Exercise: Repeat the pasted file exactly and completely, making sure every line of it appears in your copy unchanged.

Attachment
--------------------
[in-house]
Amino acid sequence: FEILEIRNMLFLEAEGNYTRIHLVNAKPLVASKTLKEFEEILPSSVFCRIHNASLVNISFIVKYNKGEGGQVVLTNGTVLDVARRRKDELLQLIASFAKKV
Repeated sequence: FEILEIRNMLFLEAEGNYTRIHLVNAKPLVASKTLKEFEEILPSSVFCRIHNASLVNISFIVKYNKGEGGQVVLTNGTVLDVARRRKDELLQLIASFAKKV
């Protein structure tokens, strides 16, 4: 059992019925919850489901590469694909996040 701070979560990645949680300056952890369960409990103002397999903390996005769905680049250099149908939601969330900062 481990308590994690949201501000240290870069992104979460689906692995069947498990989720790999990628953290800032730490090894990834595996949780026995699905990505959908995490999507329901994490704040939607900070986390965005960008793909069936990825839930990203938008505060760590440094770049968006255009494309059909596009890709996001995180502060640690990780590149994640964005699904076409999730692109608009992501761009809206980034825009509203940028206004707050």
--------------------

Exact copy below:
[in-house]
Amino acid sequence: FEILEIRNMLFLEAEGNYTRIHLVNAKPLVASKTLKEFEEILPSSVFCRIHNASLVNISFIVKYNKGEGGQVVLTNGTVLDVARRRKDELLQLIASFAKKV
Repeated sequence: FEILEIRNMLFLEAEGNYTRIHLVNAKPLVASKTLKEFEEILPSSVFCRIHNASLVNISFIVKYNKGEGGQVVLTNGTVLDVARRRKDELLQLIASFAKKV
């Protein structure tokens, strides 16, 4: 059992019925919850489901590469694909996040 701070979560990645949680300056952890369960409990103002397999903390996005769905680049250099149908939601969330900062 481990308590994690949201501000240290870069992104979460689906692995069947498990989720790999990628953290800032730490090894990834595996949780026995699905990505959908995490999507329901994490704040939607900070986390965005960008793909069936990825839930990203938008505060760590440094770049968006255009494309059909596009890709996001995180502060640690990780590149994640964005699904076409999730692109608009992501761009809206980034825009509203940028206004707050």